Appreciate your help
Thanks
KT
Post by Ned Pyle [MSFT]
If you are using FRS it's a completely different scenario - FRS is going to
re-replicate data if prestaging was not done with exact steps as outlined in
http://support.microsoft.com/kb/266679/en-us
--
Ned Pyle
Microsoft Enterprise Platforms Support
All postings on this newsgroup are provided "AS IS" with no warranties, and
confer no rights.
For more information please visit
http://www.microsoft.com/info/cpyright.mspx to find terms of use.
Post by LIMKT
Hi,
What do mean by safer? Could you please elaborate?
I have a situation where I prestage the data (abt 30GB), but it seems that
the DFS is replicating all over again. I have copied the source data to
a
USB
hdd and copy the data into the destination folder. Have I missed something?
I read that FRS does not work if data are prestage in this manner, will it
work for DFS?
Thanks
KT
Post by Ned Pyle [MSFT]
Hi,
The fastest and lowest cost (CPU/Network performance) method is to prestage
the data. So you'd take a backup of just the home dir directory into a BKF
file with NTBACKUP, then restore the file to the new server.
I always recommend NTBACKUP or some real backup tool as opposed to
zipping/RARing because it's faster and safer.
Once you prestage the data and setup the replication, the initial sync will
only need to use RDC to confirm that the files are unchanged and mark
everything correctly in the database. I would still recommend doing this
after hours of course, if only to prevent conflicts with user data while
everything gets in sync.
--
Ned Pyle
Microsoft Enterprise Platforms Support
All postings on this newsgroup are provided "AS IS" with no
warranties,
and
confer no rights.
For more information please visit
http://www.microsoft.com/info/cpyright.mspx to find terms of use.
Post by David Goldsmith
If I were to set up DFS Replication for a user home directory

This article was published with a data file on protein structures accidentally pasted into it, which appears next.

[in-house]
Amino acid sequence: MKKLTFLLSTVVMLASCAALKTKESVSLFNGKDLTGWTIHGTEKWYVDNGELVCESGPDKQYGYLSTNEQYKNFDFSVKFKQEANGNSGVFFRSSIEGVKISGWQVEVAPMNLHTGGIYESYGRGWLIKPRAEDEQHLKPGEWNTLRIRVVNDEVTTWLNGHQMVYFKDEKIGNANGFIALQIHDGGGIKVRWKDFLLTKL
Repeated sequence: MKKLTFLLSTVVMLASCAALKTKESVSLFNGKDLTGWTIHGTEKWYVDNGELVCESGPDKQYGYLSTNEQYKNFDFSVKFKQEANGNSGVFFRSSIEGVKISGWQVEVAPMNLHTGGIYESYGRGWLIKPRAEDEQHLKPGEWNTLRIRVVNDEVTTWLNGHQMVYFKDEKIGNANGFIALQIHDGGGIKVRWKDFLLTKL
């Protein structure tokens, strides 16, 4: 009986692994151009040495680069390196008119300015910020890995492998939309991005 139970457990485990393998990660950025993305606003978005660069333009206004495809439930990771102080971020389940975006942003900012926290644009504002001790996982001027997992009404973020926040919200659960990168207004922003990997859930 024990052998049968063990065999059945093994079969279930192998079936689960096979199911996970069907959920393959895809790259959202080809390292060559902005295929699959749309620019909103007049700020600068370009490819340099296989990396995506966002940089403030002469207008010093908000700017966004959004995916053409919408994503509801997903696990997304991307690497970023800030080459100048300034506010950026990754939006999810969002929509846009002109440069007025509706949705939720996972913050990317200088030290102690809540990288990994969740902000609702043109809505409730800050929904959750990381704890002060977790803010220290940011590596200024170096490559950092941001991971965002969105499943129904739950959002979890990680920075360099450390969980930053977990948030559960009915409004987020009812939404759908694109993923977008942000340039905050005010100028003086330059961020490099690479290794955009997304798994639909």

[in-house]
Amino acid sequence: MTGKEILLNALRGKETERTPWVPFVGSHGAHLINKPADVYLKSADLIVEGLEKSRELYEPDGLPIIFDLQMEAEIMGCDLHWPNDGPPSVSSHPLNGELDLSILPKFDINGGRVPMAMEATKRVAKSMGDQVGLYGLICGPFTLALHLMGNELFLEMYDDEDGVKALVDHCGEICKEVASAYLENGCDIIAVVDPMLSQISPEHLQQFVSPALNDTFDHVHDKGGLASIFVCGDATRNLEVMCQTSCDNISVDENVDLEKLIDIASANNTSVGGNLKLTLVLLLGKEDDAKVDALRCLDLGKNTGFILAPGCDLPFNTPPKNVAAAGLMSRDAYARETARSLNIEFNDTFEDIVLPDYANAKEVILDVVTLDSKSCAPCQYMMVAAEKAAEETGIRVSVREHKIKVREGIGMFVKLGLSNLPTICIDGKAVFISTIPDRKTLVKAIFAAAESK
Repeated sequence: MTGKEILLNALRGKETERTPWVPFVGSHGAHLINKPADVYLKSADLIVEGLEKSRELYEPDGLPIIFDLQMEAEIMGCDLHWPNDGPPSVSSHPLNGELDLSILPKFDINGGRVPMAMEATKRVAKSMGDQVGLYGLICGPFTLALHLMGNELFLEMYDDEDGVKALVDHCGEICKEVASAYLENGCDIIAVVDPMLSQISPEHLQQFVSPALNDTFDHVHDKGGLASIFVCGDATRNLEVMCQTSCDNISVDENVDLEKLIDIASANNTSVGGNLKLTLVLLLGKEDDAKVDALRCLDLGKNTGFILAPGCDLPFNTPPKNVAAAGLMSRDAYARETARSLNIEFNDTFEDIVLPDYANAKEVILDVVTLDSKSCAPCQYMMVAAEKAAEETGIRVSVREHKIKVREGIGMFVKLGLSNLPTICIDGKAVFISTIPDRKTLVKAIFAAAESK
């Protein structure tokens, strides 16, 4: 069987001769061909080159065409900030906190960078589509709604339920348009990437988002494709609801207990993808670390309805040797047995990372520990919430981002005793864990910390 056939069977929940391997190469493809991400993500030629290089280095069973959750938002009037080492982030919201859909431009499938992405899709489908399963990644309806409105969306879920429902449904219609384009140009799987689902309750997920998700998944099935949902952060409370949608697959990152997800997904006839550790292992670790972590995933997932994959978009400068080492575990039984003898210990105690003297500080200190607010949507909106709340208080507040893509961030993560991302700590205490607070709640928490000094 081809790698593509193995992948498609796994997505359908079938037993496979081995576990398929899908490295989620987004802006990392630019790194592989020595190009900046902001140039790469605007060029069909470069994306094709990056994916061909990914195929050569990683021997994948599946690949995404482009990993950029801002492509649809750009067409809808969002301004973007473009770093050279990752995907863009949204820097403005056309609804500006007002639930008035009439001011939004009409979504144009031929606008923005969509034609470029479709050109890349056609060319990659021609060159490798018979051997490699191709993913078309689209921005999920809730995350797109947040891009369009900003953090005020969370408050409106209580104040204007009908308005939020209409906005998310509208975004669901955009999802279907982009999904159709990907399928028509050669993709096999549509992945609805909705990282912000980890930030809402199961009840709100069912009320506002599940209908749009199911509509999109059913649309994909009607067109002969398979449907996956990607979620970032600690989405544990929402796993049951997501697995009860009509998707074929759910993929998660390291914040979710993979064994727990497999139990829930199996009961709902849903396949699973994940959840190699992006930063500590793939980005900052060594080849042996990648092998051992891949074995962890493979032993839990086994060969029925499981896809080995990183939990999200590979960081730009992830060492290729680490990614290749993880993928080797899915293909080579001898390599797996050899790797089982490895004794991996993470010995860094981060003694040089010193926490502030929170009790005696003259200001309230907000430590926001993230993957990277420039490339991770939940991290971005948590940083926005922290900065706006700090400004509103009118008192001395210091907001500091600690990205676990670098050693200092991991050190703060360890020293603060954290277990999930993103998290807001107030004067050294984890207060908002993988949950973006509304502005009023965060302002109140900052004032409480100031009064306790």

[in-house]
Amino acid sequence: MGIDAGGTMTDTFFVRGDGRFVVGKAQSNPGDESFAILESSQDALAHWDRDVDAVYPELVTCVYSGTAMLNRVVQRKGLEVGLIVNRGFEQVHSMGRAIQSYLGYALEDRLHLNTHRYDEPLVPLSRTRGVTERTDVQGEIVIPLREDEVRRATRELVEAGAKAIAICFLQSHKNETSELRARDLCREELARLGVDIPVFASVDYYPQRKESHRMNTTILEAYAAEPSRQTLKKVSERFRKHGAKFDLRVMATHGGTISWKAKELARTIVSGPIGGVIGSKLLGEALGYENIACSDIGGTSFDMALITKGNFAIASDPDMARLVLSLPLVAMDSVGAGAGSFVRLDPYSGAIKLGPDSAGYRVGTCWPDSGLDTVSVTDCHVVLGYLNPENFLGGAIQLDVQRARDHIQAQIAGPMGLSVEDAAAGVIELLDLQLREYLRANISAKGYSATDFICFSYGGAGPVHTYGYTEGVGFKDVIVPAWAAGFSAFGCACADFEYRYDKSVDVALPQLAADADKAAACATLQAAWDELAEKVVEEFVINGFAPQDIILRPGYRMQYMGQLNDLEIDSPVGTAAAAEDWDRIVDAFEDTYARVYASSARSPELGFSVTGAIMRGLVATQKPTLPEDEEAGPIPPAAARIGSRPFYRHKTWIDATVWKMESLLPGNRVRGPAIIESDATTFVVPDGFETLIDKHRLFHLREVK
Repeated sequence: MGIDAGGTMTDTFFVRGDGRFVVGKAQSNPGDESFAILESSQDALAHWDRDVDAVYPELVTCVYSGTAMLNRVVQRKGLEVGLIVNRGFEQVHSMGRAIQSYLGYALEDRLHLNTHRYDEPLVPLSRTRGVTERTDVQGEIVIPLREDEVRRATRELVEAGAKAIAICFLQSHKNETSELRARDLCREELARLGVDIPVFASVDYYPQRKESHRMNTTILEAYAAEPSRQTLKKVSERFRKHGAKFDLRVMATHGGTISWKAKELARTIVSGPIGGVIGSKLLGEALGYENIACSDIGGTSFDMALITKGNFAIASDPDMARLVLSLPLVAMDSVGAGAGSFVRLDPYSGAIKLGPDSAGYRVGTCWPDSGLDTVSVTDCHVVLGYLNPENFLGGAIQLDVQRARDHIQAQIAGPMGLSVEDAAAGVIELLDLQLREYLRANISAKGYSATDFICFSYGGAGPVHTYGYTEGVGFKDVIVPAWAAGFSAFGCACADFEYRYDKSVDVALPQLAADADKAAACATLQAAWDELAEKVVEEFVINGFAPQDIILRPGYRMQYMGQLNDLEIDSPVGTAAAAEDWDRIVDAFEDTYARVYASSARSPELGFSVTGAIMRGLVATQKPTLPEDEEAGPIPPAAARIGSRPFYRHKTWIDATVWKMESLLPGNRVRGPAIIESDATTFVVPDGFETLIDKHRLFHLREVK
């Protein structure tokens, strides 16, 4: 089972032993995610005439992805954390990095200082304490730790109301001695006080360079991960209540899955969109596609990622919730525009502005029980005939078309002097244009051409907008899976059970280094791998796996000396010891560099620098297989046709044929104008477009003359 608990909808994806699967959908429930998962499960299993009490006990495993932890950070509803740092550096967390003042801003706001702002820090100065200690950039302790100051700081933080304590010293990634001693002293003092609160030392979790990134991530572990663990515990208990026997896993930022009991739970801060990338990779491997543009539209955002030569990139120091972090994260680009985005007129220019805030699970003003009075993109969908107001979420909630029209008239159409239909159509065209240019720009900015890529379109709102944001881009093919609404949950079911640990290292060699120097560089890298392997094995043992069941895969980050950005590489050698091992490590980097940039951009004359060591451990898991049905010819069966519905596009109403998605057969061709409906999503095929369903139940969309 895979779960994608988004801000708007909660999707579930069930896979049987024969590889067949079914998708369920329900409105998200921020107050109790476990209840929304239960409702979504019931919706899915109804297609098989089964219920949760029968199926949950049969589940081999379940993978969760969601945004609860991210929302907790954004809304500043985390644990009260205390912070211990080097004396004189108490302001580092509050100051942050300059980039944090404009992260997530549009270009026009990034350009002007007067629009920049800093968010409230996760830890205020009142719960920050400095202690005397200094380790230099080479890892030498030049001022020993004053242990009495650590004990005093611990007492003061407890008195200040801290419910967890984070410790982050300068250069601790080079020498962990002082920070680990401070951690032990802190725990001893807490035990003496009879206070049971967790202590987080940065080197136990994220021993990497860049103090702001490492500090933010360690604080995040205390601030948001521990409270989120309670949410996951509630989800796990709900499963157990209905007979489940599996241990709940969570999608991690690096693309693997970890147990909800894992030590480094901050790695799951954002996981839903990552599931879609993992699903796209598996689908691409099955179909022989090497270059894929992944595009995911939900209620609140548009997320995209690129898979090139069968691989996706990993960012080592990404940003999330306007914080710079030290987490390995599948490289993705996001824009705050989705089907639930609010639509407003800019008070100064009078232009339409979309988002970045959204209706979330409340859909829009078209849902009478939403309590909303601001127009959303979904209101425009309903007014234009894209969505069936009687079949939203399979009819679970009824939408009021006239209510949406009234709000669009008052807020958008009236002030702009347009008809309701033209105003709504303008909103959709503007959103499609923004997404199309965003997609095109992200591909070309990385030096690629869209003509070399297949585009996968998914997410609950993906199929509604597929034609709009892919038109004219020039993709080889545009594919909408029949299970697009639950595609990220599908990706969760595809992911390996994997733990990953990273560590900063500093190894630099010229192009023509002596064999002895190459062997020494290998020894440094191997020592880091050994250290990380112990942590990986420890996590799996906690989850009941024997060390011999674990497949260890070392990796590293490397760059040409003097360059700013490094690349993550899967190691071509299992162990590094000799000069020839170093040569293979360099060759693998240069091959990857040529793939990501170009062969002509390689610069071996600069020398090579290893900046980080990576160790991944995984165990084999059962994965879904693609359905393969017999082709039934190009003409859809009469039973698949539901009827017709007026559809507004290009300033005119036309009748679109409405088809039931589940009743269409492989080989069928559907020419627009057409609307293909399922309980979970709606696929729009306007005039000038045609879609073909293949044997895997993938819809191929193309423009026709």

folder,
which
has roughly 70GB of data currently in it, would it be better to set it
up
on
the original folder and let it replicate the entire contents during initial
replication, or to set it up on new empty folders, then move the
data
into
the folders at a measured rate and let it replicate gradually? I'm just
concerned about overburdening the server when it's trying to stage that
amount of data during initial replication...any thoughts?
LIMKT
2006-08-21 15:16:02 UTC
Permalink
Yes I did...so why is the pre-staging not working?
Post by Ned Pyle [MSFT]
Post by LIMKT
I am using W2K3 R2 for all my servers in the replication, so I should be
using the new DFS-R, right?
Only if you told it to... did you?
--
Ned Pyle
Microsoft Enterprise Platforms Support
All postings on this newsgroup are provided "AS IS" with no warranties, and
confer no rights.
For more information please visit
http://www.microsoft.com/info/cpyright.mspx to find terms of use.
Post by LIMKT
I am using W2K3 R2 for all my servers in the replication, so I should be
using the new DFS-R, right?
However, my prestaging does not seems to work (this is already server number
3).
The replication seems to replicate all the data again.....why could be wrong.
You mentioned abt using backup tools which is safer? Why is it safer?
I only use copy/robocopy to copy the data to USB HDD and back.
Appreciate your help
Thanks
KT
Post by Ned Pyle [MSFT]